Tuesday, July 15, 2014

How to Know When to Say Something

By Christine Russo

When do we, as mamas who choose to carry to birth, know when to tell people about our precious child's ill fate? It's such a confusing and sometimes uncomfortable discussion to have, and most of the time we're blindsided by it. "Oh look at your sweet belly! When are you due?" Or "Is it a boy or a girl? Are you so excited??" Or "You're probably so ready and buying tons of cute clothes!" Well-meaning sweet people all wanting to know about our growing bumps are potential emotional land mines in a day out running errands, potential triggers that could cause us to lose it at any moment. We can't blame them, they don't know any better. I was once as blissfully unaware as they. Completely innocent and naive to the world of fatal diagnoses in the womb as so many are.

There were days I would show off my belly and just beg people in my mind to talk about my pregnancy. On those good days, I wanted any chance to talk about my precious girl. Those were such beautiful times and I cherish those memories. Then there were my bad days when I would try to hide my belly (as much as I could after week 18) and avoided any situation where someone might say something because I knew on those days, I would break down. I remember how hard it was for me to know when was the 'appropriate time' to tell someone new about Gianna and sometimes it led to me secluding myself.

There were situations where I had to lie; I had to pretend everything was perfect. And boy did those conversations eat away at my soul. Slowly chipping away at the small amount of innocence I had left. It always left me feeling not only sad, but a little bitter. Bitter in knowing what SHOULD have been with my dear Gianna. Once on a bad day, I encountered a woman at a party who didn't know our daughters diagnosis and wouldn't let my pregnancy go. I tried to be short and to the point with my answers (which was horrible because I should be so incredibly excited about my girl) but she always came back to talk more. Finally I knew I had to say something because even people around me who knew looked uncomfortable. I finally said, "I'm so sorry, but she isn't expected to make it after birth." The poor woman looked humiliated. I was humiliated and could feel the hot tears about to flow. So I ran. I ran upstairs, hid in the bathroom and cried. It ended up fine, but it's so hard to go through when you're ready to break at any moment.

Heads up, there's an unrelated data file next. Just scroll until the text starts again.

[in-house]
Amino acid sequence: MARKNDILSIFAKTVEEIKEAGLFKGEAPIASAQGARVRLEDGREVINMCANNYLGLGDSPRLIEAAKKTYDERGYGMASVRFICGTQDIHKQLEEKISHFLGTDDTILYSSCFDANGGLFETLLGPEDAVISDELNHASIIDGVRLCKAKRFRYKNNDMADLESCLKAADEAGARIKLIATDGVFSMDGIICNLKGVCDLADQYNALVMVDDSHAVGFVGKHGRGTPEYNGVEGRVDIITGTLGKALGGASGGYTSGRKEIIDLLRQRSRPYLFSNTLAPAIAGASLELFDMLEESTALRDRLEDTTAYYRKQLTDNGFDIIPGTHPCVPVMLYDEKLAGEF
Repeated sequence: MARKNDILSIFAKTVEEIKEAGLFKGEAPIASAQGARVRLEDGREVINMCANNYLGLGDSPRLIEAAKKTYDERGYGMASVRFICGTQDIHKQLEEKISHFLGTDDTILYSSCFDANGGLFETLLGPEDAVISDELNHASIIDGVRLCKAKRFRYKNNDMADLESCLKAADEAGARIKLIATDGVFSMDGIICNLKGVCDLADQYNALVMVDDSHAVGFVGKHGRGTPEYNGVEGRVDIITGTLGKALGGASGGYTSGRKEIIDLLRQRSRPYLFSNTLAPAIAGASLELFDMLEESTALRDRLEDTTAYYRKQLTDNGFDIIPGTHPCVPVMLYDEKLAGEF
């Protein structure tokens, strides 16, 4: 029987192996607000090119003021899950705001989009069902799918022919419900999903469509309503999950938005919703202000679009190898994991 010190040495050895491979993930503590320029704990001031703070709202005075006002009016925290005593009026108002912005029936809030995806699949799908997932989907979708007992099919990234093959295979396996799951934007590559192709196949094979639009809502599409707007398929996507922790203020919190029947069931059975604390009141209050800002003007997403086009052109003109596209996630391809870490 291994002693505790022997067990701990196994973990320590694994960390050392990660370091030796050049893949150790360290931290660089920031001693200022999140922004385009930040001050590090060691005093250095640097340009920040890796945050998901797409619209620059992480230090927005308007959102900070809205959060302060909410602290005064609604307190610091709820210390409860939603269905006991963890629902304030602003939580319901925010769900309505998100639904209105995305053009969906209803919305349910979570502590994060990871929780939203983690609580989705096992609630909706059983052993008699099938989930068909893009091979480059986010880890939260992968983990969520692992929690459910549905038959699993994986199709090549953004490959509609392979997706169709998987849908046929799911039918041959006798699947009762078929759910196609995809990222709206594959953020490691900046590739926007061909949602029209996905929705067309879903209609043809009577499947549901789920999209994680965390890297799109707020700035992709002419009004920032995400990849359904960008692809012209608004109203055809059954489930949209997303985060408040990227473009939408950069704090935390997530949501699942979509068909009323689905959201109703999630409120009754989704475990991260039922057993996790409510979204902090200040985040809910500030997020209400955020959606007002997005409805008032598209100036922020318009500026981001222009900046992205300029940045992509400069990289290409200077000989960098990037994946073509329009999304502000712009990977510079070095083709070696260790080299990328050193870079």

I eventually came to a point where I was comfortable with my own tears and feelings. I came to the realization after speaking with several bereaved mommies who have been there before that it's ok to let your real emotions out, even with strangers. Sometimes, grief needs to be witnessed to be healed and, although it didn't help me 'heal' while I was carrying, it made my heart happy to share about Gianna in an honest way. Now I look at those hard moments as things Gianna and I conquered together. She gave me all the strength I needed to get through those hard times. She made sure I was a brave mommy.

It's about whatever YOU are feeling in that moment, there are no right and wrong ways to handle these encounters. Whatever you need to do that day, whether it be hiding out or sharing your precious baby with the world, then do it. Stay true to your feelings and ride those waves of emotions because in the end, this is the only time we get with our angels. Be gentle and understanding with yourself.

~ ~ ~

Christine Russo is a wife to an amazing, supportive husband, and a mommy to Angel Gianna Marie, her first and only child. She carried Gianna after receiving a fatal diagnosis halfway into her pregnancy. Through the love and spirit of their special daughter, who means the world to them, they wish to help support other families who have to say goodbye to a piece of their heart. 

1 comments:

Ginger said...

You sharing all this will most certainly help others. Others who have been in your shoes and others like me who have not. I would think, or hope, people can pay more attention...like when that conversation was happening, maybe someone more "in tune" with their senses, may have noted something was wrong and just stopped. I don't know. Much love to all the angels and mommies of angels!

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